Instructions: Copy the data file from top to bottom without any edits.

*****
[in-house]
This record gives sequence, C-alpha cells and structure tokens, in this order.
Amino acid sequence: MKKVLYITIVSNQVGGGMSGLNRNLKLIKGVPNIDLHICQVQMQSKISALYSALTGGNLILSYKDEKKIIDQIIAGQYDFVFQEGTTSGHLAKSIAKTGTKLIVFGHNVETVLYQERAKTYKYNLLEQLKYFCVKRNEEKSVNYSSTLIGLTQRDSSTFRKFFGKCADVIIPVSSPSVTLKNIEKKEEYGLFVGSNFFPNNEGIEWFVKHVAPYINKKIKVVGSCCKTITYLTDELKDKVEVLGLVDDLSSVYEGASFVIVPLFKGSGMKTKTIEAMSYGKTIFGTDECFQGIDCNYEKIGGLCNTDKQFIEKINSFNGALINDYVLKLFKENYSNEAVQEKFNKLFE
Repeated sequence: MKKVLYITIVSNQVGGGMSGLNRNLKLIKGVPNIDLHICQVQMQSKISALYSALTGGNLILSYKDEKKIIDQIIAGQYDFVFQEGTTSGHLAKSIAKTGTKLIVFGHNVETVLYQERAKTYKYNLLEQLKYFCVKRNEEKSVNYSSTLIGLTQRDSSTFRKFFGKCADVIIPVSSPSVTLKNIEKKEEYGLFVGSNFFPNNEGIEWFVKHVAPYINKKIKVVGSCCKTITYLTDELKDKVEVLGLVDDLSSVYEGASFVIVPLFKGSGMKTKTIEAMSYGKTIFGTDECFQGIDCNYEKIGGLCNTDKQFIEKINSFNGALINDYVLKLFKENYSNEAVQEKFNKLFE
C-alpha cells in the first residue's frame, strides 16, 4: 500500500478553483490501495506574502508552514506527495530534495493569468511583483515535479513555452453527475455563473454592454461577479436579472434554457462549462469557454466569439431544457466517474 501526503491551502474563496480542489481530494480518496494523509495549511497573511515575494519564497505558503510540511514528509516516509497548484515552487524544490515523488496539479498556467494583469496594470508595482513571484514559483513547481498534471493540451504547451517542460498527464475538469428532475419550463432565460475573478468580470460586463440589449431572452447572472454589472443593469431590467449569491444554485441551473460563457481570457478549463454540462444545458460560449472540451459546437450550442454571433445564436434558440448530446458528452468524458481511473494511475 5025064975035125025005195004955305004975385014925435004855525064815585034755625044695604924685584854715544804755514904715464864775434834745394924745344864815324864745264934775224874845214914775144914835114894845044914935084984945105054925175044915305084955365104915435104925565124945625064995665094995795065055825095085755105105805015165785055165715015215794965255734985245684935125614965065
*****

[in-house]
This record gives sequence, C-alpha cells and structure tokens, in this order.
Amino acid sequence: MKKVLYITIVSNQVGGGMSGLNRNLKLIKGVPNIDLHICQVQMQSKISALYSALTGGNLILSYKDEKKIIDQIIAGQYDFVFQEGTTSGHLAKSIAKTGTKLIVFGHNVETVLYQERAKTYKYNLLEQLKYFCVKRNEEKSVNYSSTLIGLTQRDSSTFRKFFGKCADVIIPVSSPSVTLKNIEKKEEYGLFVGSNFFPNNEGIEWFVKHVAPYINKKIKVVGSCCKTITYLTDELKDKVEVLGLVDDLSSVYEGASFVIVPLFKGSGMKTKTIEAMSYGKTIFGTDECFQGIDCNYEKIGGLCNTDKQFIEKINSFNGALINDYVLKLFKENYSNEAVQEKFNKLFE
Repeated sequence: MKKVLYITIVSNQVGGGMSGLNRNLKLIKGVPNIDLHICQVQMQSKISALYSALTGGNLILSYKDEKKIIDQIIAGQYDFVFQEGTTSGHLAKSIAKTGTKLIVFGHNVETVLYQERAKTYKYNLLEQLKYFCVKRNEEKSVNYSSTLIGLTQRDSSTFRKFFGKCADVIIPVSSPSVTLKNIEKKEEYGLFVGSNFFPNNEGIEWFVKHVAPYINKKIKVVGSCCKTITYLTDELKDKVEVLGLVDDLSSVYEGASFVIVPLFKGSGMKTKTIEAMSYGKTIFGTDECFQGIDCNYEKIGGLCNTDKQFIEKINSFNGALINDYVLKLFKENYSNEAVQEKFNKLFE
C-alpha cells in the first residue's frame, strides 16, 4: 500500500478553483490501495506574502508552514506527495530534495493569468511583483515535479513555452453527475455563473454592454461577479436579472434554457462549462469557454466569439431544457466517474 501526503491551502474563496480542489481530494480518496494523509495549511497573511515575494519564497505558503510540511514528509516516509497548484515552487524544490515523488496539479498556467494583469496594470508595482513571484514559483513547481498534471493540451504547451517542460498527464475538469428532475419550463432565460475573478468580470460586463440589449431572452447572472454589472443593469431590467449569491444554485441551473460563457481570457478549463454540462444545458460560449472540451459546437450550442454571433445564436434558440448530446458528452468524458481511473494511475 5025064975035125025005195004955305004975385014925435004855525064815585034755625044695604924685584854715544804755514904715464864775434834745394924745344864815324864745264934775224874845214914775144914835114894845044914935084984945105054925175044915305084955365104915435104925565124945625064995665094995795065055825095085755105105805015165785055165715015215794965255734985245684935125614965065